Tuesday, January 11, 2000

Did schools act
quickly enough
against molester?

That's a question asked in a
suit filed by the parents of
two alleged victims

By Debra Barayuga


It's been 3-1/2 years since convicted child molester Lawrence Norton was fired as a teacher from the state Department of Education.

But questions of whether the department acted quickly and appropriately in response to allegations Norton molested two female students were to be raised today as a trial on a lawsuit filed by their parents gets under way.

At issue is how administrators dealt with accusations against Norton.

He had been allowed to return to teaching with no restrictions and administrators apparently did not conduct an inquiry into his history after a previous allegation that he had molested a child.

"At no time did officials of the Department of Education seek to impose any special obligation or subject his conduct, which subsequently turned unusual, to a higher level of scrutiny," Mark Davis, the attorney for the parents, said in a court filing.

Unbeknownst to the state, Norton had an extensive history of pedophilia, Davis said.

Norton has since filed for bankruptcy and is no longer a defendant in the suit but will testify. He declined comment, saying he has nothing to say to the media.

State Deputy Attorney General George Hom, representing the Department of Education, also declined comment.


Norton was hired before a 1990 law allowing the department to check into the criminal history of employees whose positions bring them into contact with children.

Those hired before the law were grandfathered into the system, said Al Yoshii, the department's acting superintendent of personnel, who could not comment specifically on Norton's case because it is pending.

Once a person is hired, the department can only investigate allegations of actions that arise from current behavior on the job, Yoshii said.

"Everyone has due process rights and only if you have enough evidence and documentation can you take action."

Once a complaint is brought, it's usually up to the school principal to determine whether the allegations are valid before seeking the assistance of district personnel or police, Yoshii said.

Norton began teaching fourth graders at Mokapu Elementary School in January 1990. In his five years there, six children reported he had sexually molested students.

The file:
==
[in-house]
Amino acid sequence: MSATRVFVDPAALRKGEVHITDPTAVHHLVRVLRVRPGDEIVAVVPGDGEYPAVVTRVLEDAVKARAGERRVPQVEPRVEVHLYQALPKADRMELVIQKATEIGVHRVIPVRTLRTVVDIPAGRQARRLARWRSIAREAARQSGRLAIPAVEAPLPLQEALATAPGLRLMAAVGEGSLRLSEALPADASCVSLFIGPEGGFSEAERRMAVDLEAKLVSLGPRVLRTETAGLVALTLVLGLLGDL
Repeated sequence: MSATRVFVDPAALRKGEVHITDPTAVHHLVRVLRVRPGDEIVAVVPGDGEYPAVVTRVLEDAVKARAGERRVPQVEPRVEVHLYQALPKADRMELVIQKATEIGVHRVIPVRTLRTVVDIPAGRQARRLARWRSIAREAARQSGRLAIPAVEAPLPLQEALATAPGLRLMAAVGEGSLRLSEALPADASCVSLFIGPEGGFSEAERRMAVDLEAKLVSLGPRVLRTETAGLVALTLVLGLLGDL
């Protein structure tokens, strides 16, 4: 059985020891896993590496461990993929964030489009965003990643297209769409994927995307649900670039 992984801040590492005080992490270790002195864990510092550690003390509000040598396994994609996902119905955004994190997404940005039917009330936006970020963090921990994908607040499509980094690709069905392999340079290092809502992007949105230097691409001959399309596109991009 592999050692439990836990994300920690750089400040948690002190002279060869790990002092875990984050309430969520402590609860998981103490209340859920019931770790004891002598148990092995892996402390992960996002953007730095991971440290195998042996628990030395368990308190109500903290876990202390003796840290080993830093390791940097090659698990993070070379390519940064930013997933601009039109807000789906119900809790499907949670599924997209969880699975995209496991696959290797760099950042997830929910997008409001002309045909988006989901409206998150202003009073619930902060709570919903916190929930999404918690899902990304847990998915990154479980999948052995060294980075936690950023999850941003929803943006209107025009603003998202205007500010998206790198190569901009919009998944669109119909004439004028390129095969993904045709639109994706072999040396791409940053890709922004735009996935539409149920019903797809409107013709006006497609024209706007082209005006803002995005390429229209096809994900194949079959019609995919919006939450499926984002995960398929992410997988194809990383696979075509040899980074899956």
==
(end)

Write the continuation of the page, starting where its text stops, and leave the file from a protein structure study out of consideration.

The first allegation came in September 1991 when a female student reported to police that while giving her a hug, Norton had fondled her breast.

Despite the allegation, Norton was allowed to continue teaching and was granted tenure four months later.

He was subsequently indicted in February 1992 after the girl's parents went to police.


Norton went to trial in January 1993, at which time he was suspended from teaching until the resolution of the trial.

The girl claimed that Norton granted hall passes to select female students to return to his classroom during the lunch hour to play games.

The girls could listen to music, play games and were given special classroom responsibilities or privileges. When the lunch hour ended, he routinely gave each girl candy and a hug.

Mokapu teachers testified on behalf of Norton and accused the girl of being learning disabled and fabricating the story.

He was subsequently acquitted by a jury on Jan. 11 and was back in the classroom about a week later.

Norton not only returned to the classroom but resumed issuing special passes to female students inviting them to his classroom during lunch, Davis said.

In January 1995, another student accused him of fondling her breast. That incident was witnessed by another student. Norton was indicted and placed on paid administrative leave. Norton subsequently pleaded no contest to the charges in November 1995. He was sentenced to one year in prison and five years probation in May 1996.

In the meantime, four other students came forward saying they had witnessed Norton fondling or that he fondled them on torsos, breasts and buttocks as he hugged them.

He was indicted in May 1996 for fondling two of the girls and was fired by the Department of Education the next day.

The incidents reported by the two girls, the alleged victims in the civil case, went to trial twice.

The first trial resulted in a hung jury. The second jury acquitted him.

Norton's wife, Marie Valerie Norton, originally named as a defendant, reached a confidential settlement with the parents last year, according to her attorney, Tom Cook.

E-mail to City Desk

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